Stay Committed to Your Marriage Even When Your Spouse Fumbles the Ball
Providing the individual elements of the blessing without the glue to hold them all together is not enough. That glue is our active commitment. In fact, this final element of the blessing is at the heart of “cleaving” in a marriage.
When the Scriptures tell us we are to “cleave” to our spouse (Genesis 2:24 KJV), the root word in Hebrew means “to cling, to be firmly attached.” It takes a firm decision to be committed to blessing your spouse, a decision that will not remain intact if you don’t make room for your mate’s fallibility.
What every man or woman owes his or her spouse is the willingness to stay committed, even if the other person fumbles the ball. Amy did this, and it was the very thing her husband credits with saving his life.
For Better, For Worse
Grant owned a manufacturing business that had done quite well. His business was small, but it found its niche in the marketplace and was growing by leaps and bounds. Borrowing against the property and expecting his profits to continue, Grant took out a large loan to expand the facilities. No sooner had construction begun on his new plant than a multinational manufacturer decided to go into competition with Grant’s product.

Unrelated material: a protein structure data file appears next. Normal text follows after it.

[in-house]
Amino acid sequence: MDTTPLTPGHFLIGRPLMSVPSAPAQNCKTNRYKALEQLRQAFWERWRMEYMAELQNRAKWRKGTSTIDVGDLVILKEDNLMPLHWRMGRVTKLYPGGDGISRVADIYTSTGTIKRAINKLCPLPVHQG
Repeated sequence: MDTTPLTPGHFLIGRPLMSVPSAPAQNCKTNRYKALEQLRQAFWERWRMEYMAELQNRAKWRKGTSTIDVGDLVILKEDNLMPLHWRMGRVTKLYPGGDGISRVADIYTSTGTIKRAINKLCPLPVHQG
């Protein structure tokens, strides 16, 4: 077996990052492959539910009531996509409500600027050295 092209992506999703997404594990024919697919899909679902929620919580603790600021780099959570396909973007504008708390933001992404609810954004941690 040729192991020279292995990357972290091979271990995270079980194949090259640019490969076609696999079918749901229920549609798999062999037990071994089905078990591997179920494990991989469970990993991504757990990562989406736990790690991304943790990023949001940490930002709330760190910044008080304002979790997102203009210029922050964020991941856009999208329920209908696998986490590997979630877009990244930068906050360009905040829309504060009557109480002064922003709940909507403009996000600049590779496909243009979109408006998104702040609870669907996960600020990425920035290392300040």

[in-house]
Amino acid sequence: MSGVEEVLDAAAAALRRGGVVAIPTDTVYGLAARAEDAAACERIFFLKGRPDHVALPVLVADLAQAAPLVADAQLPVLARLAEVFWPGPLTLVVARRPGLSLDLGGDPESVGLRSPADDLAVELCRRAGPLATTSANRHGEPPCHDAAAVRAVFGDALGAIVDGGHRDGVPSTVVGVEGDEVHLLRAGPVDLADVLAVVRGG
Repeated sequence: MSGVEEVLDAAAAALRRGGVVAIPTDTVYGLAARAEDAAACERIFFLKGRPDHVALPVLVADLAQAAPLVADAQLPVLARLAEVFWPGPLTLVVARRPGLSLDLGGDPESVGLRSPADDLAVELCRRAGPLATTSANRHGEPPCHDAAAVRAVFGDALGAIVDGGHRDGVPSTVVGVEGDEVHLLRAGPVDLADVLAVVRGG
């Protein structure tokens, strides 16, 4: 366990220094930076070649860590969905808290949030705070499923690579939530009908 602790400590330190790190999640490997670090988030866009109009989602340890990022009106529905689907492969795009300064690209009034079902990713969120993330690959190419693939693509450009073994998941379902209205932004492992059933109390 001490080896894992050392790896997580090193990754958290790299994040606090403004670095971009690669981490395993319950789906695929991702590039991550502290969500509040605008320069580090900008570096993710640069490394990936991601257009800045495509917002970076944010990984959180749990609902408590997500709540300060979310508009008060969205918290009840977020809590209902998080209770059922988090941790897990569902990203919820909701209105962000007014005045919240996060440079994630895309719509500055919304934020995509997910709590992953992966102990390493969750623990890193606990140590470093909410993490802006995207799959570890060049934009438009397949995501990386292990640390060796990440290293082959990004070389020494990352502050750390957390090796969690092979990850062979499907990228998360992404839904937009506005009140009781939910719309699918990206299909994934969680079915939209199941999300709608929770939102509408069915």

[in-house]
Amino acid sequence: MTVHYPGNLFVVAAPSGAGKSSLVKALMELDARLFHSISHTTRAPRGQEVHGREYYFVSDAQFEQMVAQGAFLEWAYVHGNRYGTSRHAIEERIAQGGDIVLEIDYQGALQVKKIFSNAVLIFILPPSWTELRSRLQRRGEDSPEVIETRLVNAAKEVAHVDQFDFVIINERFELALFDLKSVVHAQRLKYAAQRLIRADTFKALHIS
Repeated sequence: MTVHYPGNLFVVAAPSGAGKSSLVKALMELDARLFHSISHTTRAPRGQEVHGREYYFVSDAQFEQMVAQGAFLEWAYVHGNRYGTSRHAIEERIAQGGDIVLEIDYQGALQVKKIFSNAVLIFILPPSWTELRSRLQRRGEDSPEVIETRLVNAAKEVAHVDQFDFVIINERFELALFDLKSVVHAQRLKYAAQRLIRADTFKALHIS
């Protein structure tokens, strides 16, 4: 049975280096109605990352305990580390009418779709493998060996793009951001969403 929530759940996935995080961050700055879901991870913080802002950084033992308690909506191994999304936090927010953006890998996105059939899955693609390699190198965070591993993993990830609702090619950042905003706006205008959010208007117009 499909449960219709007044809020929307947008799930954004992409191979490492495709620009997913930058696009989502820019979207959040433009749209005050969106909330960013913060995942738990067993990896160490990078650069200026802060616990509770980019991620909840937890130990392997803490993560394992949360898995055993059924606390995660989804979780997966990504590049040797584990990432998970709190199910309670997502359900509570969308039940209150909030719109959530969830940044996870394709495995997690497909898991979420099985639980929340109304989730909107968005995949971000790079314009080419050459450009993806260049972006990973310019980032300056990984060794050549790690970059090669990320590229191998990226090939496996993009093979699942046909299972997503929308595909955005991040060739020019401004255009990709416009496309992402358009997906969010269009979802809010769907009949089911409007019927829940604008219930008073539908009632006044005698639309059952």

With cash flow tight because of the huge interest payments on the loan, Grant did not have the resources to put more salesmen on the street. Neither could Grant lower the price on his product because of the profit margin needed to keep the business afloat.
In less than a year, Grant had gone from riches to rags. His competitor had undercut his prices drastically to get into the marketplace, and it drove Grant out of business. Saddled with unpaid employees, lawsuits from suppliers and with the bank breathing down his neck, Grant had to shut down his plant and liquidate his equipment at a fraction of its actual worth. He even lost his home that had been collateral for the note and had to move into a small apartment. Perhaps the crowning blow came when he had to explain to his children at midyear that they would have to change from the private school they loved to public school.
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SOURCE: Focus on the Family
John Trent, Gary Smalley